asked the Secretary of State for Social Services (1) if, pursuant to the reply of the Minister with special responsibility for the disabled Official Report, 14 April, column 605, he will provide a breakdown of the figure of 400,000 invalidity pensioners whose income in any year is less than their personal tax allowances by age, marital status and number of children, respectively; (2) if, pursuant to the reply to the right hon. Member for Manchester, Wythenshawe, Official Report, 15 April, column 605, he will estimate the amount and the proportion of the money to be saved by abating invalidity pensioners whose incomes does not exceed their personal tax allowances in 1980–81 and 1981–82.
asked the Secretary of State for Social Services how many invalidity benefit claimants would (a) be liable and (b) not be liable for tax in the current financial year if the benefit were taxable.
[pursuant to his replies, 24 April 1980, c, 271–3]: The proposals for bringing invalidity benefit into tax, along with other benefits, have not yet been formulated in detail. It is, therefore, not possible to estimate with confidence how many invalidity benefit recipients would be taxpayers if the benefit were to be brought into tax this year.On the assumption of a total of some 850,000 beneficiaries at any time in 1980–81, a very rough estimate of 400,000 was given in the previous reply referred to—[Vol. 980, c.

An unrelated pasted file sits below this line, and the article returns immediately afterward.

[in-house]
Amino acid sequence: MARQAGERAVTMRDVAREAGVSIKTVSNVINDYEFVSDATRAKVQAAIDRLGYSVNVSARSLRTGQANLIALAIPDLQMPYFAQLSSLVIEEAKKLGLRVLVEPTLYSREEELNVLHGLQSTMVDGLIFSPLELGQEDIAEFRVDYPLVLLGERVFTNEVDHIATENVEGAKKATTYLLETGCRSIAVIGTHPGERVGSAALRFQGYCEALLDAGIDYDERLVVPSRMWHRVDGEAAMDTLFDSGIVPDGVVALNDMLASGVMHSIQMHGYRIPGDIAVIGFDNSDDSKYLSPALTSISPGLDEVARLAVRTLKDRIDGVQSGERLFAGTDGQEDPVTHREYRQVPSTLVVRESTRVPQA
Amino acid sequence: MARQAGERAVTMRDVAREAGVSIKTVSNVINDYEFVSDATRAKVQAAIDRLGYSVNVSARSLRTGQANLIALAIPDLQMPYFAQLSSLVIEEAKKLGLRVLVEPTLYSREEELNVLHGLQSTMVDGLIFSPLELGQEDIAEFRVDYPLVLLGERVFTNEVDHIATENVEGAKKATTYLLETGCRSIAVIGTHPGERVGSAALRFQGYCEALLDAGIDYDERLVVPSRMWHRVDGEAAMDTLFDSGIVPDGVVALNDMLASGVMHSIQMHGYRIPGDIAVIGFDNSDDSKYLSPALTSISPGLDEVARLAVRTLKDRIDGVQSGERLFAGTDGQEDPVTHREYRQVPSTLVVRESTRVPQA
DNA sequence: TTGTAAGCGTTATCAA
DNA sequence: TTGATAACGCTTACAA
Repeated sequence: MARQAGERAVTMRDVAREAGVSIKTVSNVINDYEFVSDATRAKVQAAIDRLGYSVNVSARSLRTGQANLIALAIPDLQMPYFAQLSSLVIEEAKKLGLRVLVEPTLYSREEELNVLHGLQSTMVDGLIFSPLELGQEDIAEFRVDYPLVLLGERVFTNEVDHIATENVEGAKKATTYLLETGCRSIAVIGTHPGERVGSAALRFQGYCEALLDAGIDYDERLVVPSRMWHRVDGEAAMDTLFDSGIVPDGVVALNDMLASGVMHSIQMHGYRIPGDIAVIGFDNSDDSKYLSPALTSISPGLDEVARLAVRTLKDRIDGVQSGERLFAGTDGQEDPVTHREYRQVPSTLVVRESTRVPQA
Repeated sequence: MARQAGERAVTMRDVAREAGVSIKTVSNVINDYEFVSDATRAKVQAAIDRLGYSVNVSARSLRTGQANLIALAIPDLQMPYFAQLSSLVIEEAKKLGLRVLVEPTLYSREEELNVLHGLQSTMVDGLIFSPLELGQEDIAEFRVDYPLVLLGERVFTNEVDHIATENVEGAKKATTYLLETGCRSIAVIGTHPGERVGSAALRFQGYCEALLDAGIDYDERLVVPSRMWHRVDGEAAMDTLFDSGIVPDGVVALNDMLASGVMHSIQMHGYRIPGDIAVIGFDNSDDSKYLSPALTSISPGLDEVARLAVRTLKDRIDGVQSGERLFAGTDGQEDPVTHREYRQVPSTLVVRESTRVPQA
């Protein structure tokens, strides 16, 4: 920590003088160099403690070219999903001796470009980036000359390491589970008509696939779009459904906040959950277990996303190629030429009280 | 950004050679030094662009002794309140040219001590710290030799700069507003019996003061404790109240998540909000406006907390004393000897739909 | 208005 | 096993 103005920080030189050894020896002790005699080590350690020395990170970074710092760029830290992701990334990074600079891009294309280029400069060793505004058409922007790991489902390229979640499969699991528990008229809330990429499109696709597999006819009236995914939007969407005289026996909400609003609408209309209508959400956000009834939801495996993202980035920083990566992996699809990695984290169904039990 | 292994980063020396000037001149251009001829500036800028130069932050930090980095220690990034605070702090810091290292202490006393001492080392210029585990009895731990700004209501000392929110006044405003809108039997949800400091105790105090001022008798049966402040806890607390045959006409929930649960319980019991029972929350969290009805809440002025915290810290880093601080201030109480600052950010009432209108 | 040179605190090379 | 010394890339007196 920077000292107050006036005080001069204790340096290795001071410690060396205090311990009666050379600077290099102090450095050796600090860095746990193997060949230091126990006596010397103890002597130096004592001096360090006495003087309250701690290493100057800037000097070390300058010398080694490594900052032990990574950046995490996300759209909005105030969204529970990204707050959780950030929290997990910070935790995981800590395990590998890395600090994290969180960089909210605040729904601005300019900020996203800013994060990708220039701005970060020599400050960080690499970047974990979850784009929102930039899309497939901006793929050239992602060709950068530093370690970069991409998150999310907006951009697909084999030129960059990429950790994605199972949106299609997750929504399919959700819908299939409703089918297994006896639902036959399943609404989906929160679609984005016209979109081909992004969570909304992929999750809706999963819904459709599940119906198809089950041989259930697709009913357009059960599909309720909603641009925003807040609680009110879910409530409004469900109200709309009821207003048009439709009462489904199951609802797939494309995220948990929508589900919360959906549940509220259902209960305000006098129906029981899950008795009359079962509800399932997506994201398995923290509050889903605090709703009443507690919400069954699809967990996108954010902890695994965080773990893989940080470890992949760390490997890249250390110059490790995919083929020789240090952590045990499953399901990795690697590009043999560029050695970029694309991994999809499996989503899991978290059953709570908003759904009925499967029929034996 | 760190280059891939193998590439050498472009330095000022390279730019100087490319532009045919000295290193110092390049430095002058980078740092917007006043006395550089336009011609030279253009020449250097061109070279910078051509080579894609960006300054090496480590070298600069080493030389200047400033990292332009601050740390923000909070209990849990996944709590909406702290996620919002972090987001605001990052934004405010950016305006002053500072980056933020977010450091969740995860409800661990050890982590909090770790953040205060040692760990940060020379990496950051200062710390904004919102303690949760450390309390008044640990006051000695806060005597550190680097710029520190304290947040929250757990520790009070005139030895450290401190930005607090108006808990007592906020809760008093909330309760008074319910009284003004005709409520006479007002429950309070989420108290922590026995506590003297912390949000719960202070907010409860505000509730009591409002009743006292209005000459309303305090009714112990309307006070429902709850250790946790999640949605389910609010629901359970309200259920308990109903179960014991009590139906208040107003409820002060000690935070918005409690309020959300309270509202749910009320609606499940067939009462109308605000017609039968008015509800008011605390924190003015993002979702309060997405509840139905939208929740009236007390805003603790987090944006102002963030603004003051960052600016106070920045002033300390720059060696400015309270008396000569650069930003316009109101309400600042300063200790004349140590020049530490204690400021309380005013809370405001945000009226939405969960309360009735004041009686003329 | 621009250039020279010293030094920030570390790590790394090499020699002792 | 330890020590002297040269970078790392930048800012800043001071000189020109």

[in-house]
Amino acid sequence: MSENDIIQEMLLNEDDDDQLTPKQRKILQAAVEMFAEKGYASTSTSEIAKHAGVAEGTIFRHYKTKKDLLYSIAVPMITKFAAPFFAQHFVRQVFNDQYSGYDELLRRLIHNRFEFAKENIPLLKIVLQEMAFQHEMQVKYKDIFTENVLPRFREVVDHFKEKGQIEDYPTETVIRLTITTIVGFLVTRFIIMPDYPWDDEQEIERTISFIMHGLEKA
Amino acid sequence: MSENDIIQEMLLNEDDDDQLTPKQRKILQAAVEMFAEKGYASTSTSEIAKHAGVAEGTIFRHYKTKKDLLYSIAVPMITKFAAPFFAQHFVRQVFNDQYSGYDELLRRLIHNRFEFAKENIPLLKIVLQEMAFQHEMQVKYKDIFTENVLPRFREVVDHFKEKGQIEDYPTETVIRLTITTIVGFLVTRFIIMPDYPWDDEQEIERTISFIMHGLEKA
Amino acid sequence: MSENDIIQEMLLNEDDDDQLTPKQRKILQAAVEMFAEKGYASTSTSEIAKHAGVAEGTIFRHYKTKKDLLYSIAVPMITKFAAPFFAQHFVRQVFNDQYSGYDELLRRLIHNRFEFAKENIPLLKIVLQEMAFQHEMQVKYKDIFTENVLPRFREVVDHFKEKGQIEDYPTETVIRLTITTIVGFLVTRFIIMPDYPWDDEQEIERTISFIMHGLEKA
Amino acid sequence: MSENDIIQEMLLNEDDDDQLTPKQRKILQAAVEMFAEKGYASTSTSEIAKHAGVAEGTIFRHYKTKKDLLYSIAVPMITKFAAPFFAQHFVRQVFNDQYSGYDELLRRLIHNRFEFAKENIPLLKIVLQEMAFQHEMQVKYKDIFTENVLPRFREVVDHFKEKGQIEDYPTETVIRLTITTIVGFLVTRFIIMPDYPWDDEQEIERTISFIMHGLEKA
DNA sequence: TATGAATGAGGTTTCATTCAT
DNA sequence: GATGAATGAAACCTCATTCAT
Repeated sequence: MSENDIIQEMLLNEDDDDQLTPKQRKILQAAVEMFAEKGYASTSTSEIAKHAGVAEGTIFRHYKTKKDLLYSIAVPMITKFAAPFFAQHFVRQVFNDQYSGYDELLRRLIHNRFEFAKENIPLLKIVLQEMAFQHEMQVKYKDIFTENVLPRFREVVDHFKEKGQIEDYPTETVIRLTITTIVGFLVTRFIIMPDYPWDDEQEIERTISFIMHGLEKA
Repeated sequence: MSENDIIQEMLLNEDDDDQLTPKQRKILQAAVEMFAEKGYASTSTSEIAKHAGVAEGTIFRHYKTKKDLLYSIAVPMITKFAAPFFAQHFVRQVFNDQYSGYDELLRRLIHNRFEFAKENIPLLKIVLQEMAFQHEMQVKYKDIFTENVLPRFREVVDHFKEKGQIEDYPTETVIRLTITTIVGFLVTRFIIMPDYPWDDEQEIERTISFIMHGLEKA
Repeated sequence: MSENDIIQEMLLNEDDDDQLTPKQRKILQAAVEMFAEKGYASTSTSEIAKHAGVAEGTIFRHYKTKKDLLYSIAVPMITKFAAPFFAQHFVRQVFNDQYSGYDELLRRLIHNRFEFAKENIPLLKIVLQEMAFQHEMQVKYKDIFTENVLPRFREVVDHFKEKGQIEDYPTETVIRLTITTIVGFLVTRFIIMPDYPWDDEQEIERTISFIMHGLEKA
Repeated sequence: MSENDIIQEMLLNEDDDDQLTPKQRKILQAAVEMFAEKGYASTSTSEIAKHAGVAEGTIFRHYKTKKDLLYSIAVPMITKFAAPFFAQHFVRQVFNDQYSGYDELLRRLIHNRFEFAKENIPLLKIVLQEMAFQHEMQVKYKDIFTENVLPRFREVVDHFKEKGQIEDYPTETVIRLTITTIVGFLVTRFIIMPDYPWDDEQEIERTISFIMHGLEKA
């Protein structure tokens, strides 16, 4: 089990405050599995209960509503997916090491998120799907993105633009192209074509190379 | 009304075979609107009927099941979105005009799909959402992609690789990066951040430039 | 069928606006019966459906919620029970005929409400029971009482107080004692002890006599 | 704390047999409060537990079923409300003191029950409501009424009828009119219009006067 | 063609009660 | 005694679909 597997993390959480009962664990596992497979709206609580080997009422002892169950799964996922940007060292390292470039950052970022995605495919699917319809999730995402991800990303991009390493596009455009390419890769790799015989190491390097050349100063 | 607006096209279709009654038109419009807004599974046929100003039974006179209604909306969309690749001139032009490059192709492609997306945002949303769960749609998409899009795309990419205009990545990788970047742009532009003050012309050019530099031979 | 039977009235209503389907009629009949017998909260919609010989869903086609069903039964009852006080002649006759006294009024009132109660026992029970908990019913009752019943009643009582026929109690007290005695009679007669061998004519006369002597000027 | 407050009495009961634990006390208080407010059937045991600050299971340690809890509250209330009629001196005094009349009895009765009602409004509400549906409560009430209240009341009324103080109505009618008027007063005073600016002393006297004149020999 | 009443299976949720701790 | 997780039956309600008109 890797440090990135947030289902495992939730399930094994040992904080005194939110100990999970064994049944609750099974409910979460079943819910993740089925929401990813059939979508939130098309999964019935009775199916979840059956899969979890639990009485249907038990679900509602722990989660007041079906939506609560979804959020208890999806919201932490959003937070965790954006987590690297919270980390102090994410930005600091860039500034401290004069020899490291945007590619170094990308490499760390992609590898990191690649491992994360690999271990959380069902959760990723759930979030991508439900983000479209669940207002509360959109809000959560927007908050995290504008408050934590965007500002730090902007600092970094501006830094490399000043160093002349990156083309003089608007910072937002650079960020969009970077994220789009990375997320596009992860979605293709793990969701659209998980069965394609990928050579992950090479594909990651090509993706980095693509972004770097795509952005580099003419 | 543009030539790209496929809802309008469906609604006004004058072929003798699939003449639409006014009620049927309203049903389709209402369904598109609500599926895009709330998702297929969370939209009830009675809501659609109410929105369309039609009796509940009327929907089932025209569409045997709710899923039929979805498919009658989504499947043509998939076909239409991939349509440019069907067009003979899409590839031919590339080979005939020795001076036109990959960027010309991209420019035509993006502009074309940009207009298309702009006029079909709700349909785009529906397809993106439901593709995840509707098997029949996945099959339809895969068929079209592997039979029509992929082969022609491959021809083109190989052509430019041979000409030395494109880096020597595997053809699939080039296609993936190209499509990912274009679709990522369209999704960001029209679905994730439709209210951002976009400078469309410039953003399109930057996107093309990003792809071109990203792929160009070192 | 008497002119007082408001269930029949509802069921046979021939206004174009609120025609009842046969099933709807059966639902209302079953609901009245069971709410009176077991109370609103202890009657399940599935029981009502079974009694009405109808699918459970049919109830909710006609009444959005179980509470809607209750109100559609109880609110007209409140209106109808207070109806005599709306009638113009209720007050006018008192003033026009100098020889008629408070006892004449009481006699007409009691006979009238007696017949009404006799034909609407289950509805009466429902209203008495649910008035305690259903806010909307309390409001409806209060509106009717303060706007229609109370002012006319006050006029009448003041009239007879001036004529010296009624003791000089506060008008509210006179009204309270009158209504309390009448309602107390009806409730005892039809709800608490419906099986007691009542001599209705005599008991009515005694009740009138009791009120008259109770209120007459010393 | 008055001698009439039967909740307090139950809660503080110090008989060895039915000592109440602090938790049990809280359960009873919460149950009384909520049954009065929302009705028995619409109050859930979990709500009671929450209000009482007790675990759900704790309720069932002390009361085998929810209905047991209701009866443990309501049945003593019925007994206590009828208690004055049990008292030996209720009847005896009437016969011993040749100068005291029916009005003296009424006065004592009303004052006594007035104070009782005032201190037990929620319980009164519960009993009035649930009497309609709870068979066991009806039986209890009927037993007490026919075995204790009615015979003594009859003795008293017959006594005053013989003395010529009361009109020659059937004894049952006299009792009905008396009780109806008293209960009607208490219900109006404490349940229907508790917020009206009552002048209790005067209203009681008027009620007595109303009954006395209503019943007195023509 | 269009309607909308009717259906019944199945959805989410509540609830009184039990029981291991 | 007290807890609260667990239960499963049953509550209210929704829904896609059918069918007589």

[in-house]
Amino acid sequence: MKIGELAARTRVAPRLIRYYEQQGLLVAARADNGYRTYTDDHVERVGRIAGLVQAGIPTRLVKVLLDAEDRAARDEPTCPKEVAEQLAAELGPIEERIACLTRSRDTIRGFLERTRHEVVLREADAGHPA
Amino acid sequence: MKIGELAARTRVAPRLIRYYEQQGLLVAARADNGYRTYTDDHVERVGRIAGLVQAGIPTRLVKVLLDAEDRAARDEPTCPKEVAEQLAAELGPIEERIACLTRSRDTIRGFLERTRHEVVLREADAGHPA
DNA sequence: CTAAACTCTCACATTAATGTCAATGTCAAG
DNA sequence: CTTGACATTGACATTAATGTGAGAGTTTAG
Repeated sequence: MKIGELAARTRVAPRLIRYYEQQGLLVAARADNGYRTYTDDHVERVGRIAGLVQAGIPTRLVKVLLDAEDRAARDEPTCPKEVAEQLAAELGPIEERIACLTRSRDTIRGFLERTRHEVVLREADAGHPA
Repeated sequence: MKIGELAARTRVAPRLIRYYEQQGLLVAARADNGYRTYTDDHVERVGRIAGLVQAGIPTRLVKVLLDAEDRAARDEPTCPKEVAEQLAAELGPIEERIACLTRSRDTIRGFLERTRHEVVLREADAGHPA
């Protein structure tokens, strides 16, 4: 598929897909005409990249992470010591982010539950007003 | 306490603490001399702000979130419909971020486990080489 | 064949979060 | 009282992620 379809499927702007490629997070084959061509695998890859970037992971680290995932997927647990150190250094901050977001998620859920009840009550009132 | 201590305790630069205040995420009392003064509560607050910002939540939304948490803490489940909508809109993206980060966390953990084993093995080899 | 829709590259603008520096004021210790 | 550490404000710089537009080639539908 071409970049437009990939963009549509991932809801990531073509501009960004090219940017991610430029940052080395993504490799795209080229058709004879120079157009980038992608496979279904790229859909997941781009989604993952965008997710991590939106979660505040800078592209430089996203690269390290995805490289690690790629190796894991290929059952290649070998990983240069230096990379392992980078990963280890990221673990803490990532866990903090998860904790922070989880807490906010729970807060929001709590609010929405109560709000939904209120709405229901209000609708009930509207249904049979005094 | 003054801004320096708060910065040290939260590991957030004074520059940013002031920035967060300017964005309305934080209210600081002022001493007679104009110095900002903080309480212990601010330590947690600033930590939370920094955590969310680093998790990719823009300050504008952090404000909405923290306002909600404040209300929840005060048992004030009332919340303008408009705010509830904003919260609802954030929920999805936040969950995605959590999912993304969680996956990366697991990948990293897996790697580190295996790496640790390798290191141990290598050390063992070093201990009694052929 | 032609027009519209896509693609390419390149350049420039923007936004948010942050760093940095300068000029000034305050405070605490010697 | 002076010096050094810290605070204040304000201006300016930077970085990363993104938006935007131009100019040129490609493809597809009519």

605]—as the possible order of magnitude of numbers of invalidity benefit recipients whose annual income would not exceed their personal tax allowances if the benefit were brought into tax this year. It assumes that recipients have little income other than the benefit.
This estimate is intended as only a very broad guide to the possible numbers involved; it is subject to a very wide margin of error and is not capable of any further analysis.
Since personal tax allowances are increased at a different time in the year from the uprating of benefits, and since tax liability will depend on the actual allowances operating at the time, the corresponding figures for 1981–82 cannot be estimated.